When Ethics Alarms Don’t Ring: The Michael Bublé Video

International singing superstar Michael Bublé has  been joined by his wife, Luisana Lopilato, on Instagram Live every day during the pandemic, entertaining his homes-bound fans. However, as you can see in the video above, a moment last week in which he elbowed Luisana with a hint of malice during a recent video livestream had creepy vibes, and it disturbed many viewers. The moment took only a second: as she started speaking over him, he made deliberate contact with her in a flash of anger, and she apologize to him. The celebrity news media, always eager for a scandal, publicized and criticized the incident, as the singer was flamed on social media.

I heard about the episode, and approached it assuming that it was a #MeToo over-reaction, with the singer becoming an innocent target being prepared as q sacrifice  for the greater good of womankind. Then I saw the clip, as well as some of the others shown in the  video above. Boy. I don’t know.

What I saw would make (and has made, in the past)  me very nervous if I observed the same kinds of interactions and body language between any couple I engaged with socially. How hard should it be to display good manners and not engage in questionable conduct like that on a live TV broadcast? The fact that the singer reacted instinctively in such an ugly manner strongly suggests that this is normal conduct for him, or worse, that he was restraining himself.

Lopilato, an Argentine actress, defended her husband in an Instagram message in Spanish, and her message made me even more uncomfortable. She wrote in response to one of her husband’s critics,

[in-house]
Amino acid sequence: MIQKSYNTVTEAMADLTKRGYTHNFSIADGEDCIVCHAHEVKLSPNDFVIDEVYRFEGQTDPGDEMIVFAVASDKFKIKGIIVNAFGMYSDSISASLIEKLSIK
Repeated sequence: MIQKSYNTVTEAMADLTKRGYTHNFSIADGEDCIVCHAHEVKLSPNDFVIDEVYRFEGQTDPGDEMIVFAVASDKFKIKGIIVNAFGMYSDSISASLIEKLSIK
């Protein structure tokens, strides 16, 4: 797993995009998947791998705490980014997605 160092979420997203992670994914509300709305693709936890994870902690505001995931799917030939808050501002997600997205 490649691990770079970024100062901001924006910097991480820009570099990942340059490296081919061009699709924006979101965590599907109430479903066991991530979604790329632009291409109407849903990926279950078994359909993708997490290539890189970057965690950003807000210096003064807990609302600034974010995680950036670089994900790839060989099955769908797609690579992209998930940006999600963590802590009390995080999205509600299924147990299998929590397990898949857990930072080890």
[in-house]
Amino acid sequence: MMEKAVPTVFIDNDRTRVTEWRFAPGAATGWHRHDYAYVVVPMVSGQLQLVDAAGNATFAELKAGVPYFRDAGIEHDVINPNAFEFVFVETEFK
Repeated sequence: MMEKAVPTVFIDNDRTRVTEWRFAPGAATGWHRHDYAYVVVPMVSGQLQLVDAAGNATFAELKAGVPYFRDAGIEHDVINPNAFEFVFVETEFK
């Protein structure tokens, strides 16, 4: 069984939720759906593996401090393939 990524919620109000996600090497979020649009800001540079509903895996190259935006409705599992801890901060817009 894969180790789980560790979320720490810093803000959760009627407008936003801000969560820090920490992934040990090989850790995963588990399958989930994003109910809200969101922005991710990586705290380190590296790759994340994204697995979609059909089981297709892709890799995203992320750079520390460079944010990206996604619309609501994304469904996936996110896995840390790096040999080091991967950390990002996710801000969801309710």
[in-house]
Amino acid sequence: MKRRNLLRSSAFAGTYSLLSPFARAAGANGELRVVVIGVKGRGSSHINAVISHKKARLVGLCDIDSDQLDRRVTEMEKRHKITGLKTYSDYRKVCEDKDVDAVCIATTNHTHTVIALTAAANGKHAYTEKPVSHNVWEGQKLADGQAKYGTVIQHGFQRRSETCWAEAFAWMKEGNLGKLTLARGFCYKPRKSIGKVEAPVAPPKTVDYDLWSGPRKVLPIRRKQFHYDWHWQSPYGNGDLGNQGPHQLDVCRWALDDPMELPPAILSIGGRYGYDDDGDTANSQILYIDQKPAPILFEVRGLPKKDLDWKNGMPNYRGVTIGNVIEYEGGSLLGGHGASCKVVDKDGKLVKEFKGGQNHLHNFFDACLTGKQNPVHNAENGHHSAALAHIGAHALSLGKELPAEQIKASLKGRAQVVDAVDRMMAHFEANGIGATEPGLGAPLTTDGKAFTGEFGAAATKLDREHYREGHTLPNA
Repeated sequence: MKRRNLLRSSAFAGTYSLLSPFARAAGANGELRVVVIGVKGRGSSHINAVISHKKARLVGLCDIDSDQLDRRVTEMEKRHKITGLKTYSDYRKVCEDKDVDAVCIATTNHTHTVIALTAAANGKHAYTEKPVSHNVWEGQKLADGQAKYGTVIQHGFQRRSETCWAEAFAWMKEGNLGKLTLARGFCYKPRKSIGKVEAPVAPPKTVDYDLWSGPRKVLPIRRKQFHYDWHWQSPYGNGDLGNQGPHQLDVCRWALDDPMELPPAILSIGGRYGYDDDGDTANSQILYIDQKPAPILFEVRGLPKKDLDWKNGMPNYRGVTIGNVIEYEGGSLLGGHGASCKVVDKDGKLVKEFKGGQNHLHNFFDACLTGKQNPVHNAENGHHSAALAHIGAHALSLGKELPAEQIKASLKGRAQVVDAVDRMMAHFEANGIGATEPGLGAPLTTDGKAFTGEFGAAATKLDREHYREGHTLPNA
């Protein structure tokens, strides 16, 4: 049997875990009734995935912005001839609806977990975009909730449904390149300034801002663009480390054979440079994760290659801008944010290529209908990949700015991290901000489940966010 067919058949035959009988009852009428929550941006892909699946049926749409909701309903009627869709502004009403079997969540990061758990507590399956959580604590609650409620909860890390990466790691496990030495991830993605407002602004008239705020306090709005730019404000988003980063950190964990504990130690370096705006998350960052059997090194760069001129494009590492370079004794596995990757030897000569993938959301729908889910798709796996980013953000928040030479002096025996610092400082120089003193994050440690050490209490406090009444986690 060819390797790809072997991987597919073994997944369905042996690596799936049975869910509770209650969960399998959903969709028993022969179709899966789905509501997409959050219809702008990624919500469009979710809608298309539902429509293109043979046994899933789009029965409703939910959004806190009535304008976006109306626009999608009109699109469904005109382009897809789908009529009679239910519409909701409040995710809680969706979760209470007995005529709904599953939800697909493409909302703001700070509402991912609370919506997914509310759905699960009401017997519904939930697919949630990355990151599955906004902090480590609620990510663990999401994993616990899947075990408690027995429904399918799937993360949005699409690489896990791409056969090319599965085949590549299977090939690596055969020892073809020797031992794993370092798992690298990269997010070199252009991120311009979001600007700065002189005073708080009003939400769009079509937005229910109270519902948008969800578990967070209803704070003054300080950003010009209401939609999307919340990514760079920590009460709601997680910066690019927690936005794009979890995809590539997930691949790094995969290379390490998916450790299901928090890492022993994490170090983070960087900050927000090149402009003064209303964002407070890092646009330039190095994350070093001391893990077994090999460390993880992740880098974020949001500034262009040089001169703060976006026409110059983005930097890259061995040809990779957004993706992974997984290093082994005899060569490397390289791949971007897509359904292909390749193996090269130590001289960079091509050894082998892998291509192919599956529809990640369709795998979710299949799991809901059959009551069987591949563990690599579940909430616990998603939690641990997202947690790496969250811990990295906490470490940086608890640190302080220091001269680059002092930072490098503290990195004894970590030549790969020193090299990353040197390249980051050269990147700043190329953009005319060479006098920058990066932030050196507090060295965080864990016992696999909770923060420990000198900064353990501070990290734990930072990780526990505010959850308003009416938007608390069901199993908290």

“It’s incredible how some people are! While we are in the middle of a pandemic, living under a quarantine with angst, fear, loneliness, and uncertainty of all kinds! We come out every day with my husband to try to do [Instagram] lives to bring a little bit of happiness, entertainment, longing. After all the pain that we experienced with [the couple’s youngest son, who has battled cancer], I want you all to know that I have no doubts about who my husband is. I would choose him again a thousand times over! It’s not fair! This person is causing harm and taking advantage of this pandemic where people are suffering, dying and under quarantine, to gain fame and followers. They are sharing lies and that I will not allow because they are disrespecting my family, so I ask all of you who have trusted me for years to not allow this either! The world needs more than ever love, hope, values unity and solidarity. Not this kind of person.”

That’s almost entirely made up of deflections and rationalizations, isn’t it? She doesn’t address the incident at issue at all. She frames the entire statement in The King’s Pass and The Saint’s Excuse  (‘Michael is wonderful and it’s for a good cause’), while adding The Revolutionary’s Excuse (“These are not ordinary times”), Rationalization #28. She then proceeds to attack the critic, while clouding the issue with #42, The Hillary Inoculation, or “If he/she doesn’t care, why should anyone else?,” #46, Zola’s Rejection, or “Don’t point fingers!,” #48, Ethics Jiu Jitsu, or “Haters Gonna Hate!,” and #63, Yoo’s Rationalization or “It isn’t what it is.”

How much she loves him is irrelevant (Is “But I love him!” another rationalization? I think it is). Abused spouses and partners often accept abuse out of love (or other reasons). It can be a deadly reaction. This all may be a big misunderstanding, but nothing Mrs Bublé said should make us feel any better about her situation.